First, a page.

# Section 2.2: Problem 18 Solution

Working problems is a crucial part of learning mathematics. No one can learn... merely by poring over the definitions, theorems, and examples that are worked out in the text. One must work part of it out for oneself. To provide that opportunity is the purpose of the exercises.

James R. Munkres

A universal (
) formula is one of the form
, where
is quantifier-free. An existential (
) formula is of the dual form
. Let
be a substructure of
, and let
.

(a) Show that if
and
is existential, then
. And if
and
is universal, then
.

(b) Conclude that the sentence
is not logically equivalent to any universal sentence, nor
to any existential sentence.

*Remark*: Part (a) says (when is a sentence) that any universal sentence is “preserved under substructures.” Being universal is a syntactic property — it has to do with the string of symbols. In contrast, being preserved under substructures is a semantic property — it has to do with satisfaction in structures. But this semantic property captures the syntactic property up to logical equivalence (which is all one could ask for). That is, if is a sentence that is always preserved under substructures, then is logically equivalent to a universal sentence. (This fact is due to Łoś and Tarski.)

(a) We show first the second part, as it involves the universal symbol, which is defined directly, unlike the existential symbol. So, assume
, then for every
,
, implying, in particular, that for every
,
. Now,
is quantifier free, and for all other parameters (including the equality) we have
,
,
and
are restrictions of
,
,
and
, correspondingly, meaning that their values or logical values are the same for any points in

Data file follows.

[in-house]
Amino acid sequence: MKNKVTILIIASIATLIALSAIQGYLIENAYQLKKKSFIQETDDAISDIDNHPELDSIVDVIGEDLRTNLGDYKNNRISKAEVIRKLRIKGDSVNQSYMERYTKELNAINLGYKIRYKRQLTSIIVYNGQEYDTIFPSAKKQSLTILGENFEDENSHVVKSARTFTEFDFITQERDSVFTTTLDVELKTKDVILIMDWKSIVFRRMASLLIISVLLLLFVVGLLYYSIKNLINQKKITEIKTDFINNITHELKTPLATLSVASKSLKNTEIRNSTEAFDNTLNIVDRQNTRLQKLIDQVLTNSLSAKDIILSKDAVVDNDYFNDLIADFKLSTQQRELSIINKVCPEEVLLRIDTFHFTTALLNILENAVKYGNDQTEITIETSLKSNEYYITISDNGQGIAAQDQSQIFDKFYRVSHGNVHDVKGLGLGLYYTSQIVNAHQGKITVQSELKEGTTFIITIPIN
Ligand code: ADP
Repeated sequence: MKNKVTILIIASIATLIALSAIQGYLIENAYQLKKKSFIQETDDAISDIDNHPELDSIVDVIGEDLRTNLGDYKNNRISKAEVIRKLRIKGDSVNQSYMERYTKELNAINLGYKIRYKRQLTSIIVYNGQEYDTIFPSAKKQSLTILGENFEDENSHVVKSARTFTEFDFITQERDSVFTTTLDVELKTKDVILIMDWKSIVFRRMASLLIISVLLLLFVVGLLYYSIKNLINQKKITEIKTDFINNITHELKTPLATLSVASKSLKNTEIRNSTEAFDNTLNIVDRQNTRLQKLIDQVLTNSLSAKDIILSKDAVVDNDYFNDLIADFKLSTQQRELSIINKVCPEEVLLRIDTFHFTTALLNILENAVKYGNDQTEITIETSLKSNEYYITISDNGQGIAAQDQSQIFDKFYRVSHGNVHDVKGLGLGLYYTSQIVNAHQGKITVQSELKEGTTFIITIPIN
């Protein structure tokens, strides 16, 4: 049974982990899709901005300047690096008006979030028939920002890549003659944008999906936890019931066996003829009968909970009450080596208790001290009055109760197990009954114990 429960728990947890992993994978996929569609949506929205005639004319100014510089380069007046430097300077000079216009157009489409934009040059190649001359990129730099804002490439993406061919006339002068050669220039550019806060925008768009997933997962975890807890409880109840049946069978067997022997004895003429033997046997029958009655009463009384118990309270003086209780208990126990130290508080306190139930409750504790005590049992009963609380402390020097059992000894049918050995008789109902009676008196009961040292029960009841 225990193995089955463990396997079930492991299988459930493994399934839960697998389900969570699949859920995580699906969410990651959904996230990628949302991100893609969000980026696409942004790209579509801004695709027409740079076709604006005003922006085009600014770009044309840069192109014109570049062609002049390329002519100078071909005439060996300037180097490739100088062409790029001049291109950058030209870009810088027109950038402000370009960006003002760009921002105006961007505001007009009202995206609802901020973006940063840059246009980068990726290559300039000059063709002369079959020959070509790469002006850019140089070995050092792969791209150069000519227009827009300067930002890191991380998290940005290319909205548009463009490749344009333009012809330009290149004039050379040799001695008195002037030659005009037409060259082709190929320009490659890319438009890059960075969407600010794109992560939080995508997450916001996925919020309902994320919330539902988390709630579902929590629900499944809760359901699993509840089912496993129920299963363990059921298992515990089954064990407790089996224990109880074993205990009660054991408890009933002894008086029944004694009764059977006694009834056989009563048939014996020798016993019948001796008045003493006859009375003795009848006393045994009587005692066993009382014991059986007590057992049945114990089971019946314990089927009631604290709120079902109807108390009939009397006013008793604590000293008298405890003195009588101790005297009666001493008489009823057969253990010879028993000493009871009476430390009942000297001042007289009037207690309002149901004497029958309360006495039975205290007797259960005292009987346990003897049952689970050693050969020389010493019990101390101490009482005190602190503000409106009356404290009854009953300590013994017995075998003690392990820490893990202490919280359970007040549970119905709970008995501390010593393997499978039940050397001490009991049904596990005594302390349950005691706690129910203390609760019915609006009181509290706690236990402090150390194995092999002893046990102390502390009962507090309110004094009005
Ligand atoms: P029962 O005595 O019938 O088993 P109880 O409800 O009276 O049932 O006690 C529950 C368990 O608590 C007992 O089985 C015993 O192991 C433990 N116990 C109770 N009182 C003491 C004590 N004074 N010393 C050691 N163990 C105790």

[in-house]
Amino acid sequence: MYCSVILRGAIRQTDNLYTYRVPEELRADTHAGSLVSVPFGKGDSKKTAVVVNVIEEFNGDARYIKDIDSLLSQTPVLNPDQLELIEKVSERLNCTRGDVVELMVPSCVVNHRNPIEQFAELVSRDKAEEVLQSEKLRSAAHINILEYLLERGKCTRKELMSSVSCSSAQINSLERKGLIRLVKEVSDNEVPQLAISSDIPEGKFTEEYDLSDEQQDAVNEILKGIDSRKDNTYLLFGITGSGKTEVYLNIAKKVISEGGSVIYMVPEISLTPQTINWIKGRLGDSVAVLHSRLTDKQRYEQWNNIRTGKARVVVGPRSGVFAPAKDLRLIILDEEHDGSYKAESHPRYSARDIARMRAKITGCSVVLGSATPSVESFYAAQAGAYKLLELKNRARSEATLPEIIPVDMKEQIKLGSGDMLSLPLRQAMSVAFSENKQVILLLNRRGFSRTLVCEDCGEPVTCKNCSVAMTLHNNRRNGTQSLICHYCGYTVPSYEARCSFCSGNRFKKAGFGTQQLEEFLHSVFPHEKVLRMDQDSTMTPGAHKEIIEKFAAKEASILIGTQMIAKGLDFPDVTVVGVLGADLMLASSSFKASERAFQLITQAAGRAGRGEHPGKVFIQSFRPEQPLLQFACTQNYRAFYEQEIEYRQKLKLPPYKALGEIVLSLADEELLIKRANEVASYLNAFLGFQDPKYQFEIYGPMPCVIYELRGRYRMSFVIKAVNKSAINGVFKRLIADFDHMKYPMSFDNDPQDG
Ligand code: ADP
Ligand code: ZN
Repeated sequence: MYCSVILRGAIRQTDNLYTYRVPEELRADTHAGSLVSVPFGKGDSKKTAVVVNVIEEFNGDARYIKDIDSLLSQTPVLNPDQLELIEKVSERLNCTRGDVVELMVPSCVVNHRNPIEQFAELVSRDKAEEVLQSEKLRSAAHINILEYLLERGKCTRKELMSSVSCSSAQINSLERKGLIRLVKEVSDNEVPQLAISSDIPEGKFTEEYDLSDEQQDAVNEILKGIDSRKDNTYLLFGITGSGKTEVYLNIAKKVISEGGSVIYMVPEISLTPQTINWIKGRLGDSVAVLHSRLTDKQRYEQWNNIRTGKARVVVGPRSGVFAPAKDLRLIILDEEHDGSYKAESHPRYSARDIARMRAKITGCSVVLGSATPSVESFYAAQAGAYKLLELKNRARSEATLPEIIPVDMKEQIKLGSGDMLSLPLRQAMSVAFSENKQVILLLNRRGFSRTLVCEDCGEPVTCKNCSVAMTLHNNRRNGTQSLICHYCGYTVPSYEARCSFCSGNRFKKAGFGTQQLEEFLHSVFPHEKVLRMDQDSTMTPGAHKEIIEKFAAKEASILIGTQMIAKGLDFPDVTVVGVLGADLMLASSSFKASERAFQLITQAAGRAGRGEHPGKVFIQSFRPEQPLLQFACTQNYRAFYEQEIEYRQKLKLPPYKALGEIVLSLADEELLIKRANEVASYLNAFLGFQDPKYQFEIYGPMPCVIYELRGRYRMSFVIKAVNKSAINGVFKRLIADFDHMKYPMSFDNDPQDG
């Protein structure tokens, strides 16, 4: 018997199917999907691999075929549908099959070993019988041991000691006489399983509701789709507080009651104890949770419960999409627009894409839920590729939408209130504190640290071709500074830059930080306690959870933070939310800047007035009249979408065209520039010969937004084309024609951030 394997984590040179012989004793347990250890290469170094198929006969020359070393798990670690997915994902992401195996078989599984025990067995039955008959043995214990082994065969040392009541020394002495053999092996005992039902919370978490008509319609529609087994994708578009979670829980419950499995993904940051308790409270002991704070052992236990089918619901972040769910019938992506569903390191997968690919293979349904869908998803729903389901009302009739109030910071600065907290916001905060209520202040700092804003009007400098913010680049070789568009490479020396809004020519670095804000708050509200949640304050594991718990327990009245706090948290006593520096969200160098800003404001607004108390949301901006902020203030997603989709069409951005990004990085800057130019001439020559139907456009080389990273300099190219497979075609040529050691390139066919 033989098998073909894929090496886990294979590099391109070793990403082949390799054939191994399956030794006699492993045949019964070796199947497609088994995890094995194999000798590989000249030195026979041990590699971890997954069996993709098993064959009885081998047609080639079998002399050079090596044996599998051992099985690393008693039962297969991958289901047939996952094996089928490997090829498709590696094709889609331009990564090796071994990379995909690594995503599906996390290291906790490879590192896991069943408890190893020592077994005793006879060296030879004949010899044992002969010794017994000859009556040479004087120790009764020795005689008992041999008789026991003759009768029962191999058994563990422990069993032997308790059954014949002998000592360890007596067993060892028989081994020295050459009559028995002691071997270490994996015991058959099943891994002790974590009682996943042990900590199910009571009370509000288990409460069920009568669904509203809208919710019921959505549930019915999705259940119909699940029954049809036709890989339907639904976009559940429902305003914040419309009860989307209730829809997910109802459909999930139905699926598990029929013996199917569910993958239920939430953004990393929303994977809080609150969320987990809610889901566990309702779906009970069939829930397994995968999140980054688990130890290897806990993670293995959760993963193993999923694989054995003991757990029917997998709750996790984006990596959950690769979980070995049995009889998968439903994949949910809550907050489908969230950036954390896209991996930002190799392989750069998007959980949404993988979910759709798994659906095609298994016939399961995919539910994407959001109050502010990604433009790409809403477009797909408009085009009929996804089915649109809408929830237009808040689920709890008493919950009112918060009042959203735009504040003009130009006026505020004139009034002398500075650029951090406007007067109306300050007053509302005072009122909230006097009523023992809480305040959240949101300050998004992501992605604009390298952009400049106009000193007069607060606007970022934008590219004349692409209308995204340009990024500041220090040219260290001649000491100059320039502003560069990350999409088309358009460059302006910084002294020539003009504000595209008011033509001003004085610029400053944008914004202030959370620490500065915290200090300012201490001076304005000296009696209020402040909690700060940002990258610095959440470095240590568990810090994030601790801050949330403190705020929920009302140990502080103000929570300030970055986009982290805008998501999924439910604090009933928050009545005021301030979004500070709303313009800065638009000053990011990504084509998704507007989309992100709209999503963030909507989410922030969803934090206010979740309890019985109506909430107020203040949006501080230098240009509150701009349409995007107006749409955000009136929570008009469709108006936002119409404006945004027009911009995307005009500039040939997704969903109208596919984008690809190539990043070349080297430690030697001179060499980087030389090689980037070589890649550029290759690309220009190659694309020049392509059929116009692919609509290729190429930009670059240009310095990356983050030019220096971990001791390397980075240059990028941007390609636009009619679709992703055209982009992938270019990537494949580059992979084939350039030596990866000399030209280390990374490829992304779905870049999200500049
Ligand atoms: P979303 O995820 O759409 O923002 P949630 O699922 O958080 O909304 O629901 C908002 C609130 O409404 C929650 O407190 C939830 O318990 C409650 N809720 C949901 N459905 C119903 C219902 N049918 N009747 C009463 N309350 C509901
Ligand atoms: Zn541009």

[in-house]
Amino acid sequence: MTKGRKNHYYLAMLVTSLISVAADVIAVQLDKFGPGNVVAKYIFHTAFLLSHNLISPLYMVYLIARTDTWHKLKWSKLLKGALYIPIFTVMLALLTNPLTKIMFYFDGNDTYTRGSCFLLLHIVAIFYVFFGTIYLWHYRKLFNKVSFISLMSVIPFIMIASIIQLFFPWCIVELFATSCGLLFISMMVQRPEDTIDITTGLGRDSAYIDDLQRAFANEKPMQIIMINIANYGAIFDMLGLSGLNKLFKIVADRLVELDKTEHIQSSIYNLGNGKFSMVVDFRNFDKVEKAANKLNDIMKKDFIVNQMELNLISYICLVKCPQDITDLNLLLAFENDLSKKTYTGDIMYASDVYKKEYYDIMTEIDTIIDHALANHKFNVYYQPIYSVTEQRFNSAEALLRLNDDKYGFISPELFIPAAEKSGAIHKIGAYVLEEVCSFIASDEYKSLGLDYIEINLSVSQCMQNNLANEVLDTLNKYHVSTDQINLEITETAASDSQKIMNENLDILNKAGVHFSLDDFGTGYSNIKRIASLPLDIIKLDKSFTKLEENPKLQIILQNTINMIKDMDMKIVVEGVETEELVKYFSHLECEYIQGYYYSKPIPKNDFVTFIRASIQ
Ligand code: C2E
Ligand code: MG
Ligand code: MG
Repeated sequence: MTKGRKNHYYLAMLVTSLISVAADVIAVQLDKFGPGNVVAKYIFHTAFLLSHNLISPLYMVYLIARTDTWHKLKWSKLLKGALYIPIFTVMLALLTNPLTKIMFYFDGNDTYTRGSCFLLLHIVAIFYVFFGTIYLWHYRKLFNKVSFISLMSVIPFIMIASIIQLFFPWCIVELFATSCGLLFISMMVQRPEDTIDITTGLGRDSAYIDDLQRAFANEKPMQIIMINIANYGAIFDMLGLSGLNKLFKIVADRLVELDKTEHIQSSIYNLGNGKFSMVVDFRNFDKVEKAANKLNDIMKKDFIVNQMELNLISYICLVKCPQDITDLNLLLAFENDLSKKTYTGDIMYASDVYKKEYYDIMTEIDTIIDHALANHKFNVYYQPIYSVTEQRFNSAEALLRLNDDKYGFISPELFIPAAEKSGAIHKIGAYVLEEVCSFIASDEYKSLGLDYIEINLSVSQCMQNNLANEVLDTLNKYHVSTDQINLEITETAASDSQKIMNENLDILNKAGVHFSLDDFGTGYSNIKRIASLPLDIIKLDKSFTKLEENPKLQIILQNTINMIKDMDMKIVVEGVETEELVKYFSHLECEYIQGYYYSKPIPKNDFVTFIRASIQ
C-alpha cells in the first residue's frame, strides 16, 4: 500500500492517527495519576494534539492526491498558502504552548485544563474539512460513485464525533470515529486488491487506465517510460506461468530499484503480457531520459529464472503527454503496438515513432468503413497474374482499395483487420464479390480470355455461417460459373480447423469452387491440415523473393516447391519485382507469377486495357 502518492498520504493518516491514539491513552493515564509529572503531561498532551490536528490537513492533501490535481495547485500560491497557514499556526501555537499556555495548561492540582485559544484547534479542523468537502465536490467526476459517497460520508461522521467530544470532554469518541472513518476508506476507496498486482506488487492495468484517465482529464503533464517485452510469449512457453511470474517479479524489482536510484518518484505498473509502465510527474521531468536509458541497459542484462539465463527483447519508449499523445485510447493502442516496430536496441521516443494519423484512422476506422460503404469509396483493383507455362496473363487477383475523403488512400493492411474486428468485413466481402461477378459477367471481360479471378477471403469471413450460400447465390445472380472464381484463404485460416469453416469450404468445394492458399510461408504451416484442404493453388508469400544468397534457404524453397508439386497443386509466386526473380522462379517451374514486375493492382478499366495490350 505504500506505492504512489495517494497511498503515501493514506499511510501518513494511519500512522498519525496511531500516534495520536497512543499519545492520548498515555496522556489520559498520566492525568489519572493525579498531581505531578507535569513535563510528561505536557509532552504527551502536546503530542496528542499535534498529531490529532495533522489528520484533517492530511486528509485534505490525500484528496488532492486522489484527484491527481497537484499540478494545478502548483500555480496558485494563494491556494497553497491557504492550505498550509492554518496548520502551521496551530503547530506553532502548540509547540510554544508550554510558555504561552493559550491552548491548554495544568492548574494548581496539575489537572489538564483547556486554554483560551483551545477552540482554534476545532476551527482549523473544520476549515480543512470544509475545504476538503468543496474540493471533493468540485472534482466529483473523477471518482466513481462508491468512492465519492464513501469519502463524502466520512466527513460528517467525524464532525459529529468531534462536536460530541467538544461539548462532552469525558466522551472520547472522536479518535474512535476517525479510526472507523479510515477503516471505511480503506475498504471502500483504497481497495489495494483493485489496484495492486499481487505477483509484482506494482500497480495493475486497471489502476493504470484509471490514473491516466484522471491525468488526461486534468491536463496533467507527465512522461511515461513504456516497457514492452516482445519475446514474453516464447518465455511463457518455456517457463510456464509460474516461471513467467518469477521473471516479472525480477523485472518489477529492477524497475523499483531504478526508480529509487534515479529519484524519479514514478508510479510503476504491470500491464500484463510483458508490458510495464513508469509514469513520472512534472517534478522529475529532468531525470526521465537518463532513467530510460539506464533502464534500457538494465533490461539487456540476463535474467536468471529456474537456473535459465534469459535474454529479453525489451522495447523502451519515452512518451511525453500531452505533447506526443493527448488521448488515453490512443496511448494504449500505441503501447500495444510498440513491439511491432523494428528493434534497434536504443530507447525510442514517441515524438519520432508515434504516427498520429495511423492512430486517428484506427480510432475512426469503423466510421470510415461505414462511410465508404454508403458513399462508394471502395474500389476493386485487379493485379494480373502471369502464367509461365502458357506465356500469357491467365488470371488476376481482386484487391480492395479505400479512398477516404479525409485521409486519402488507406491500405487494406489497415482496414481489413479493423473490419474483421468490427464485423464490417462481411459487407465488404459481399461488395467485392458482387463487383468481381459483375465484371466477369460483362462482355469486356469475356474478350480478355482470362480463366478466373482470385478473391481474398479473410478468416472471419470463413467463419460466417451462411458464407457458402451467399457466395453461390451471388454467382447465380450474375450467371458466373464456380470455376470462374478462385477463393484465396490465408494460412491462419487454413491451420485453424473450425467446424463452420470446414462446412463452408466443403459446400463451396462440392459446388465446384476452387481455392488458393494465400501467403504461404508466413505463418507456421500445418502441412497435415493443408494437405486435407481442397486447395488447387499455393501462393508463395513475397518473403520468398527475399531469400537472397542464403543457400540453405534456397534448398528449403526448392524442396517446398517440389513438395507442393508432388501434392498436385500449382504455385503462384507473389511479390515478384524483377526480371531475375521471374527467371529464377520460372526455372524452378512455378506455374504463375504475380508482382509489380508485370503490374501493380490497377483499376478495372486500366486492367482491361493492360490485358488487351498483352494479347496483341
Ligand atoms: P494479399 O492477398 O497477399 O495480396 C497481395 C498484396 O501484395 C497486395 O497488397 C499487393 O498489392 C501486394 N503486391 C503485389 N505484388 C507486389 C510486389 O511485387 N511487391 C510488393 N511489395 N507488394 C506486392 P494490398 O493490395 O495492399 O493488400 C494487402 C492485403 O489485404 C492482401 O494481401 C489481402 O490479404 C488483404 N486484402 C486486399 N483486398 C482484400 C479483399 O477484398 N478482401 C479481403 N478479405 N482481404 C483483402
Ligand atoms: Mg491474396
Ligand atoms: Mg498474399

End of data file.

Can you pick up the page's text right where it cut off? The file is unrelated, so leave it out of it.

. This implies that for every
,
, or, equivalently,
.

Now, for the first part, assume that
holds but
does not. Then,
, which is, by definition, logically equivalent to
. This latter expression is logically equivalent to
(formally, we would need to rewrite each
as
and then argue that we can cancel double negations). Now, by the part we already proved (noting that
is also quantifier-free), this implies
, which is again logically equivalent to
. Contradiction.

(b) If two sentences are logically equivalent then a model of one of them is a model of the other, and vice versa. Consider the structure
, where
,
.
is a model of
. Suppose that
is logically equivalent to a universal sentence
. Then, consider the substructure
of
. Note, that
, therefore,
is not a model of
, however, according to (a),
must be a model of
. Hence,
and
are not logically equivalent.

Now, consider the sentence
and suppose that it is logically equivalent to an existential sentence
. Note, that
, and
is a model of
. So, it should be a model of
as well. At the same time,
is not a model of
, while, according to (a),
must be a model of
. We again conclude that
and
are not logically equivalent.